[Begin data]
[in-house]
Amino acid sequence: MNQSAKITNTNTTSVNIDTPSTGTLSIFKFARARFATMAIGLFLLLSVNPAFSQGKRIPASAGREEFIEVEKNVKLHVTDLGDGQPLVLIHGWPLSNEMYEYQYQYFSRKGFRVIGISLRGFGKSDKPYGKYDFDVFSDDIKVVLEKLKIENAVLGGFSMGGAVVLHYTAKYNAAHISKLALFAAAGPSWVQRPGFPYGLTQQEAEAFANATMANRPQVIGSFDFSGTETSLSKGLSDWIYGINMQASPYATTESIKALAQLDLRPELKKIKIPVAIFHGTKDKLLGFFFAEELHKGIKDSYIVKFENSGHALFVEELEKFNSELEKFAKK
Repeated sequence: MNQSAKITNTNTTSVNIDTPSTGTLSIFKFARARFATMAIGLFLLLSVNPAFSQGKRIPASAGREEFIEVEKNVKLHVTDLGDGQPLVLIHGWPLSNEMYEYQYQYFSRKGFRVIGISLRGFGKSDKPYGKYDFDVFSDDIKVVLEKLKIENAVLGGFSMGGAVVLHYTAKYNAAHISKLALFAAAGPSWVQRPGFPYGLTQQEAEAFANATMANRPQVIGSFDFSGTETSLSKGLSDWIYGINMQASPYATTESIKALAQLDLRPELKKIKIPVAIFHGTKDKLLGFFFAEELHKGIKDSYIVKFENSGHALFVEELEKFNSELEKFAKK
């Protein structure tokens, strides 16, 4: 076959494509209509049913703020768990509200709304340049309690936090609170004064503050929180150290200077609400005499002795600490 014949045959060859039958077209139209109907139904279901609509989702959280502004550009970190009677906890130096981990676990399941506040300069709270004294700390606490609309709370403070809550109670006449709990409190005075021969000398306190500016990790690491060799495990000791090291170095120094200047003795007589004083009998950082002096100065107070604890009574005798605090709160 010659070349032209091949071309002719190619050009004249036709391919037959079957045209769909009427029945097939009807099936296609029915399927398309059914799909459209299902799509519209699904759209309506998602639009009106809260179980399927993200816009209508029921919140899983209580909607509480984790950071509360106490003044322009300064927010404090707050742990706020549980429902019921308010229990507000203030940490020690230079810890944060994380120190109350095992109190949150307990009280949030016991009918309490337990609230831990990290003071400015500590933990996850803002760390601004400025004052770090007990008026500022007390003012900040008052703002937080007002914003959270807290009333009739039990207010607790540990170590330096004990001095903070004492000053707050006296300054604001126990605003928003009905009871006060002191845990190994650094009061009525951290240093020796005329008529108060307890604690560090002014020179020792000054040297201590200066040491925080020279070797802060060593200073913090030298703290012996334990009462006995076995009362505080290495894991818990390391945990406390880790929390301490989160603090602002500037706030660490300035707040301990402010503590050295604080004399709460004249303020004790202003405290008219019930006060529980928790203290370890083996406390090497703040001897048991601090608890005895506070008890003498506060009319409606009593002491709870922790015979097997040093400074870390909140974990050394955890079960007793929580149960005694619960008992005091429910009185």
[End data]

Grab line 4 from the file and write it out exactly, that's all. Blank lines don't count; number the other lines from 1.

């Protein structure tokens, strides 16, 4: 076959494509209509049913703020768990509200709304340049309690936090609170004064503050929180150290200077609400005499002795600490 014949045959060859039958077209139209109907139904279901609509989702959280502004550009970190009677906890130096981990676990399941506040300069709270004294700390606490609309709370403070809550109670006449709990409190005075021969000398306190500016990790690491060799495990000791090291170095120094200047003795007589004083009998950082002096100065107070604890009574005798605090709160 010659070349032209091949071309002719190619050009004249036709391919037959079957045209769909009427029945097939009807099936296609029915399927398309059914799909459209299902799509519209699904759209309506998602639009009106809260179980399927993200816009209508029921919140899983209580909607509480984790950071509360106490003044322009300064927010404090707050742990706020549980429902019921308010229990507000203030940490020690230079810890944060994380120190109350095992109190949150307990009280949030016991009918309490337990609230831990990290003071400015500590933990996850803002760390601004400025004052770090007990008026500022007390003012900040008052703002937080007002914003959270807290009333009739039990207010607790540990170590330096004990001095903070004492000053707050006296300054604001126990605003928003009905009871006060002191845990190994650094009061009525951290240093020796005329008529108060307890604690560090002014020179020792000054040297201590200066040491925080020279070797802060060593200073913090030298703290012996334990009462006995076995009362505080290495894991818990390391945990406390880790929390301490989160603090602002500037706030660490300035707040301990402010503590050295604080004399709460004249303020004790202003405290008219019930006060529980928790203290370890083996406390090497703040001897048991601090608890005895506070008890003498506060009319409606009593002491709870922790015979097997040093400074870390909140974990050394955890079960007793929580149960005694619960008992005091429910009185």